Tough school/district to enter into during mid-year. I found out at the end of the school year that my child would not receive credit for a class that was taken the first semester, yet passed the final? Nonetheless, my child's counselor was helpful in providing options to achieve this lost credit. My child has had a few things stolen from him at this school - so leave your valuables at home if possible.
So far so good, we moved from Boise, Id. in the middle of the school year and my daughter loves it. Staff very helpfull in helping us get credit for all her classes in Boise. Property taxes are alot higher here than else where in Texas but you get what you pay for. Money well spent, almost as good as a upper class private school.
If your child takes AP course, they will be perfectly ready for college. I graduated from Summit in 2004, and adjusting to the University of Texas at Austin has been relatively easy for me and other former Summit students. Overall, Summit is a quality school in a good district.
I agree parents should be more 'into' their child's school/learning. I have a child in elem. and high school and the elem. school seems to comunicate better with the parents regarding their children and etc. Many times the only way I learn about what is happening w/my high schooler is if I go by Summit and read their board out front. I don't seem to get information timely or at all if we depend on the child no mater how involved we are. I do like how the district now has a newsletter emailing. Maybe this is a good way to communicate between school/teacher and parents. Also, I feel it was unfair to move my area to Timberview when Summit is so near my home. Regardless of racial statistics it should go by where you live. How are we to remove racial problems if we continue to push that issue?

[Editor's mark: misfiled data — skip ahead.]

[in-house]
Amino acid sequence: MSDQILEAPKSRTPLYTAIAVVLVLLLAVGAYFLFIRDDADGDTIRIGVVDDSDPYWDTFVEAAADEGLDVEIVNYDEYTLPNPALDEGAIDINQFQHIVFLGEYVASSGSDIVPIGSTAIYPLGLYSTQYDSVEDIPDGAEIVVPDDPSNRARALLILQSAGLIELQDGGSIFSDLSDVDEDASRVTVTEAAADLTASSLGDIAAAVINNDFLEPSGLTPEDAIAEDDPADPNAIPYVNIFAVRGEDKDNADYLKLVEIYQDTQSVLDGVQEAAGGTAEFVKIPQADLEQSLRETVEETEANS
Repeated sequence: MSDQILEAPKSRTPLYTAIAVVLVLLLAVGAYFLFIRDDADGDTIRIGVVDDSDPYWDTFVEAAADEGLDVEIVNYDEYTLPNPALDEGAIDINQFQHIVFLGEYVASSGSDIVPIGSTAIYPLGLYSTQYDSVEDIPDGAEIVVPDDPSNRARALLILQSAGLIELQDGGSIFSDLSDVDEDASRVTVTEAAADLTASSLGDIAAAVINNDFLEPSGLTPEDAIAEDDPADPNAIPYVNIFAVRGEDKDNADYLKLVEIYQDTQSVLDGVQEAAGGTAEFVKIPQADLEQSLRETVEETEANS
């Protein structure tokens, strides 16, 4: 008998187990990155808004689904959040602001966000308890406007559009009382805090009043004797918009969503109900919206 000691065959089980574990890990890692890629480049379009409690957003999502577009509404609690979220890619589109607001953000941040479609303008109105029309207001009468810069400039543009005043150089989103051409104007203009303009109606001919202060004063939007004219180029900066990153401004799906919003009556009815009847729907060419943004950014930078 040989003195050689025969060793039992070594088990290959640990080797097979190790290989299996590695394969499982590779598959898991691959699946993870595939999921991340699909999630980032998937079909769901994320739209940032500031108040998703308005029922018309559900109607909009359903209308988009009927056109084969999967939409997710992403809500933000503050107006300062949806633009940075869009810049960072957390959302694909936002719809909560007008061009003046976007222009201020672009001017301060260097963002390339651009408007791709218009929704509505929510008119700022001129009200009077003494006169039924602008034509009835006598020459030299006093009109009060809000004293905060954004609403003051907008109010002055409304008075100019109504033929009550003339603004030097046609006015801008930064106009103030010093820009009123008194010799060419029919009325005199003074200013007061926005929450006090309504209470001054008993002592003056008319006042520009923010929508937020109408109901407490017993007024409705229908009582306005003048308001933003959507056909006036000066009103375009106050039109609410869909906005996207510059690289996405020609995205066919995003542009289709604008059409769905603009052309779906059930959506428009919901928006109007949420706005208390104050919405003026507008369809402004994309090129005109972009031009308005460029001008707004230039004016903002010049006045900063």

Overall I feel that the school has done a tremendous job with its ability to take on such a large demand of students in such a short amout of time but with that being said the school teaches like everyone knows what is being said and done. In school your taught to be diffrent and think outside the box, well once you walk through those doors it doesnt matter because youre eitheir get whats being taught or you fail because theirs not enough time to understand all the criteria that is being taught.
I too have experienced Summit's college type approach to educating the large student population. It would be great if every student had supportive parents who are involved but that is a fantasy. The fact is that schools jobs are to educate in spite of; not to not do so because. I do feel with the new TAKS guidelines that Summit and other Texas schools will have to educate all not just a few. The new guideline will establish ratings for schools by taking into consideration minorities that pass the test. Summit has some improvements to make and this is understandable for a new school but changes should be swift and not based upon state requirements but truly leaving no child behind.
It is unfortunate that parents want to blame others for their own shortcomings and place the responsibility they should have for their children s education on an institution or a group of individuals. Summit has over 3000 students assigned to two campuses---and I wonder how many parents came to Open House (in the fall and in the spring)? How many parents have set-up a conference via phone or in person to meet the teacher who 'interacts/raises' their child? How many parents know all of their child's teachers by name? How many parents can tell you what classes their child attends each day--And how many credits their child has towards graduation? If you are a parent reading this and cannot answer these questions---don't blame the school for not taking an interest in your child---when you haven't either.
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The Community Rating is the school’s average rating from its community members (e.g., parents, students, and school staff). The highest possible rating is five stars; the lowest is one star.
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